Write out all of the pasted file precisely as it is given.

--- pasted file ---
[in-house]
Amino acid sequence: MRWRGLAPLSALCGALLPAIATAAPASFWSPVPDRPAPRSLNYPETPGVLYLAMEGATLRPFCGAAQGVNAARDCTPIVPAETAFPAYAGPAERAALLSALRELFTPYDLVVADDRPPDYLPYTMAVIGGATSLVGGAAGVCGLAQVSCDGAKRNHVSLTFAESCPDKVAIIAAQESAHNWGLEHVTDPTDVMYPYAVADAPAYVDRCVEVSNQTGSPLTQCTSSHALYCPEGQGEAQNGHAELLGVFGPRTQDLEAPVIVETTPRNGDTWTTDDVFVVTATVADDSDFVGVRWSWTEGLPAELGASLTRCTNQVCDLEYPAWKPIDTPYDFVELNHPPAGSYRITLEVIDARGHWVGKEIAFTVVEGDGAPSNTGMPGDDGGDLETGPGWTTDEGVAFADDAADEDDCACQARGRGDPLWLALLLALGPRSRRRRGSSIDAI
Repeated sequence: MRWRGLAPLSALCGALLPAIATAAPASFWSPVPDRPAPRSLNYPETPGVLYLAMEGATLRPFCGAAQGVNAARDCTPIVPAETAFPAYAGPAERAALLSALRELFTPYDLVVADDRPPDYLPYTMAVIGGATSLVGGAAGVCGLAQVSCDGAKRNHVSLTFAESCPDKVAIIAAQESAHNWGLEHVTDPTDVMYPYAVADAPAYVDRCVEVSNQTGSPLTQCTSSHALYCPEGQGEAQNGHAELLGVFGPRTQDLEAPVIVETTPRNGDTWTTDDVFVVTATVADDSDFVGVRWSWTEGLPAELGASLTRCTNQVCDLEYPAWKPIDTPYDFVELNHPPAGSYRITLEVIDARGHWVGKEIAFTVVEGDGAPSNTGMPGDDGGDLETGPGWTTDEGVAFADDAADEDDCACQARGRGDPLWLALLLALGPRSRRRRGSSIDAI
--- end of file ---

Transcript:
[in-house]
Amino acid sequence: MRWRGLAPLSALCGALLPAIATAAPASFWSPVPDRPAPRSLNYPETPGVLYLAMEGATLRPFCGAAQGVNAARDCTPIVPAETAFPAYAGPAERAALLSALRELFTPYDLVVADDRPPDYLPYTMAVIGGATSLVGGAAGVCGLAQVSCDGAKRNHVSLTFAESCPDKVAIIAAQESAHNWGLEHVTDPTDVMYPYAVADAPAYVDRCVEVSNQTGSPLTQCTSSHALYCPEGQGEAQNGHAELLGVFGPRTQDLEAPVIVETTPRNGDTWTTDDVFVVTATVADDSDFVGVRWSWTEGLPAELGASLTRCTNQVCDLEYPAWKPIDTPYDFVELNHPPAGSYRITLEVIDARGHWVGKEIAFTVVEGDGAPSNTGMPGDDGGDLETGPGWTTDEGVAFADDAADEDDCACQARGRGDPLWLALLLALGPRSRRRRGSSIDAI
Repeated sequence: MRWRGLAPLSALCGALLPAIATAAPASFWSPVPDRPAPRSLNYPETPGVLYLAMEGATLRPFCGAAQGVNAARDCTPIVPAETAFPAYAGPAERAALLSALRELFTPYDLVVADDRPPDYLPYTMAVIGGATSLVGGAAGVCGLAQVSCDGAKRNHVSLTFAESCPDKVAIIAAQESAHNWGLEHVTDPTDVMYPYAVADAPAYVDRCVEVSNQTGSPLTQCTSSHALYCPEGQGEAQNGHAELLGVFGPRTQDLEAPVIVETTPRNGDTWTTDDVFVVTATVADDSDFVGVRWSWTEGLPAELGASLTRCTNQVCDLEYPAWKPIDTPYDFVELNHPPAGSYRITLEVIDARGHWVGKEIAFTVVEGDGAPSNTGMPGDDGGDLETGPGWTTDEGVAFADDAADEDDCACQARGRGDPLWLALLLALGPRSRRRRGSSIDAI